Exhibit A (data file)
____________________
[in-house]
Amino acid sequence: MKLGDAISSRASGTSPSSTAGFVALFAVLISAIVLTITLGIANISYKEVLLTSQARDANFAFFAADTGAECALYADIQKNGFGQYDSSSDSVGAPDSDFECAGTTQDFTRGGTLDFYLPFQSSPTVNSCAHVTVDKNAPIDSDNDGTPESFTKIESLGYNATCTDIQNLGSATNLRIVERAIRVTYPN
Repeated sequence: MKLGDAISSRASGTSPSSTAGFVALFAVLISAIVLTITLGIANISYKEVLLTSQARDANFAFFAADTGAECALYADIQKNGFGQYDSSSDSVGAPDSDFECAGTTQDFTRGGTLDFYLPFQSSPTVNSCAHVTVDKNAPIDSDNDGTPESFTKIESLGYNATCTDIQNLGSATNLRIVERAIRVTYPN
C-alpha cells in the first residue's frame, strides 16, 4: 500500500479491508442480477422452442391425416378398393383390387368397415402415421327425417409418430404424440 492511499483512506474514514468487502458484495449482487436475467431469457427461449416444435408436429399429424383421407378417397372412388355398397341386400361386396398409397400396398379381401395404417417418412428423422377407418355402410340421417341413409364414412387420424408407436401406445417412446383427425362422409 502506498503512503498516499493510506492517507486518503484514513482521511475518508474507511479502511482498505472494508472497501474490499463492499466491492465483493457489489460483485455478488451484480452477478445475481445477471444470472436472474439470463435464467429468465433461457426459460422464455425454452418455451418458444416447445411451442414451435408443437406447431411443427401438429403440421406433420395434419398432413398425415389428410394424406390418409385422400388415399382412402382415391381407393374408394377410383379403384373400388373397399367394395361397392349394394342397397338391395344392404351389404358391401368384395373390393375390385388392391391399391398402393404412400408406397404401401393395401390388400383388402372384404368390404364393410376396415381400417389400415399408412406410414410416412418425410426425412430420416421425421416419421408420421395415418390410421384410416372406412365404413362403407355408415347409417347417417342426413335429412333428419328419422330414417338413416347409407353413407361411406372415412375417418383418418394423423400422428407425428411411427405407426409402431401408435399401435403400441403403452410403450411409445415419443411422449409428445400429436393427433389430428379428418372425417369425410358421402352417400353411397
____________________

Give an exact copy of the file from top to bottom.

[in-house]
Amino acid sequence: MKLGDAISSRASGTSPSSTAGFVALFAVLISAIVLTITLGIANISYKEVLLTSQARDANFAFFAADTGAECALYADIQKNGFGQYDSSSDSVGAPDSDFECAGTTQDFTRGGTLDFYLPFQSSPTVNSCAHVTVDKNAPIDSDNDGTPESFTKIESLGYNATCTDIQNLGSATNLRIVERAIRVTYPN
Repeated sequence: MKLGDAISSRASGTSPSSTAGFVALFAVLISAIVLTITLGIANISYKEVLLTSQARDANFAFFAADTGAECALYADIQKNGFGQYDSSSDSVGAPDSDFECAGTTQDFTRGGTLDFYLPFQSSPTVNSCAHVTVDKNAPIDSDNDGTPESFTKIESLGYNATCTDIQNLGSATNLRIVERAIRVTYPN
C-alpha cells in the first residue's frame, strides 16, 4: 500500500479491508442480477422452442391425416378398393383390387368397415402415421327425417409418430404424440 492511499483512506474514514468487502458484495449482487436475467431469457427461449416444435408436429399429424383421407378417397372412388355398397341386400361386396398409397400396398379381401395404417417418412428423422377407418355402410340421417341413409364414412387420424408407436401406445417412446383427425362422409 502506498503512503498516499493510506492517507486518503484514513482521511475518508474507511479502511482498505472494508472497501474490499463492499466491492465483493457489489460483485455478488451484480452477478445475481445477471444470472436472474439470463435464467429468465433461457426459460422464455425454452418455451418458444416447445411451442414451435408443437406447431411443427401438429403440421406433420395434419398432413398425415389428410394424406390418409385422400388415399382412402382415391381407393374408394377410383379403384373400388373397399367394395361397392349394394342397397338391395344392404351389404358391401368384395373390393375390385388392391391399391398402393404412400408406397404401401393395401390388400383388402372384404368390404364393410376396415381400417389400415399408412406410414410416412418425410426425412430420416421425421416419421408420421395415418390410421384410416372406412365404413362403407355408415347409417347417417342426413335429412333428419328419422330414417338413416347409407353413407361411406372415412375417418383418418394423423400422428407425428411411427405407426409402431401408435399401435403400441403403452410403450411409445415419443411422449409428445400429436393427433389430428379428418372425417369425410358421402352417400353411397